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Police killings of several unarmed black men in 2014 led to nationwide protests and the rise of the grassroots movement known as Black Lives Matter. (AFP file )
Three quarters of American police officers said their interactions with black people have become more tense following police killings of unarmed black men and waves of protests that followed, according to a survey published on Wednesday.
The Pew Research Center survey found a widespread feeling among police that the general public misunderstood them and the public outcry over the deaths in recent years was motivated by anti-police bias rather than a will to hold police accountable.
Police killings of several unarmed black men in 2014 led to nationwide protests and the rise of the grassroots movement known as Black Lives Matter.
Supporters of the movement, including some Democrats, have said it shines a light on a previously overlooked problem of excessive use of force against blacks by police. Critics, including President-elect Donald Trump and other Republicans, have criticized Black Lives Matter as unfairly maligning police doing a dangerous job.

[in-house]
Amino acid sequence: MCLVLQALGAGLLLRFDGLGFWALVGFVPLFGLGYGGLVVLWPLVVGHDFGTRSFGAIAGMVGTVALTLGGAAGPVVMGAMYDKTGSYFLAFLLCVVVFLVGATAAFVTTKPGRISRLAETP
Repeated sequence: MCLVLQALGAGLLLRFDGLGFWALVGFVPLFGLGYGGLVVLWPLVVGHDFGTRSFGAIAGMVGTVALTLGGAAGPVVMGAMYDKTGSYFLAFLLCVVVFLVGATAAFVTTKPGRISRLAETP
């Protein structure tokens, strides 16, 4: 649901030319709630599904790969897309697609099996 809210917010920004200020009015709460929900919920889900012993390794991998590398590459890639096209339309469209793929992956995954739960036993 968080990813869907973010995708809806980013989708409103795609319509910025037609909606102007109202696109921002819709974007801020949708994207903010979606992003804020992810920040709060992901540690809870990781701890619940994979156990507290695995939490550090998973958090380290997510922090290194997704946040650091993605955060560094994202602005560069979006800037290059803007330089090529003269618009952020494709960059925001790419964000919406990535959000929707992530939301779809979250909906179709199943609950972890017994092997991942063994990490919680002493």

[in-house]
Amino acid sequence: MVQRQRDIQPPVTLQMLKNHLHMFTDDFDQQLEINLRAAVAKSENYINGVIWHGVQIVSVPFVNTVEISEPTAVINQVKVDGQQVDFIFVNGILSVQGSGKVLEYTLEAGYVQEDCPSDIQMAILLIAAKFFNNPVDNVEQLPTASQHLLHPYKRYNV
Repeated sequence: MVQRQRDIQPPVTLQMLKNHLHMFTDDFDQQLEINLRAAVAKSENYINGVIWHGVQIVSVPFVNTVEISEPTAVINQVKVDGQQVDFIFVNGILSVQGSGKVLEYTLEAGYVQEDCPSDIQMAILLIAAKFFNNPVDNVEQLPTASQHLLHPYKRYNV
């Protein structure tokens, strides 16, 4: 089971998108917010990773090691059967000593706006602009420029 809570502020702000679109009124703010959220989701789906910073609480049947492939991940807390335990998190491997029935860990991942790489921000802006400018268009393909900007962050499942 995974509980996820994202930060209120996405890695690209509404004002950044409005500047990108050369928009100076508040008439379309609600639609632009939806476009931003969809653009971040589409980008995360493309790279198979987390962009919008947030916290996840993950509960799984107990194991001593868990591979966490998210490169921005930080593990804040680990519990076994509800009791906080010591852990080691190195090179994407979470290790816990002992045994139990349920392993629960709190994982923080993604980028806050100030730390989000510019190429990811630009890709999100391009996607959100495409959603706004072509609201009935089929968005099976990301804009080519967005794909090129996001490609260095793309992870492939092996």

“Within America’s police and sheriff’s departments, the survey finds that the ramifications of these deadly encounters have been less visible than the public protests, but no less profound,” the researchers wrote in a report accompanying the survey results.
Seventy five percent of officers told Pew their interactions with black people had become more tense in the wake of high-profile police killings of blacks and the protests they generated. Two thirds of officers said the protests were motivated “a great deal” by a general bias towards police.
Two thirds of officers saw the killings of unarmed black men as isolated incidents rather than a sign of a broader problem. This was in marked contrast to the sentiment of the general public, 60 percent of whom said in a separate Pew survey the killings pointed to a broader systemic problem.
More than ninety percent of American police officers said they worried more about their safety because of the protests. About three quarters said they or their colleagues were less willing to stop and question people who seemed suspicious or to use force even when appropriate.
Majorities of police officers and the general public supported the wider use of body cameras worn by officers to record interactions, at 66 percent and 93 percent respectively.
Pew based its findings on online surveys with 7,917 officers from 54 police and sheriff’s departments between May 19 and August 14 last year. There is no single margin of error for the results because of the complex, multi-stage way Pew arrived at its sample of police officers, Pew said.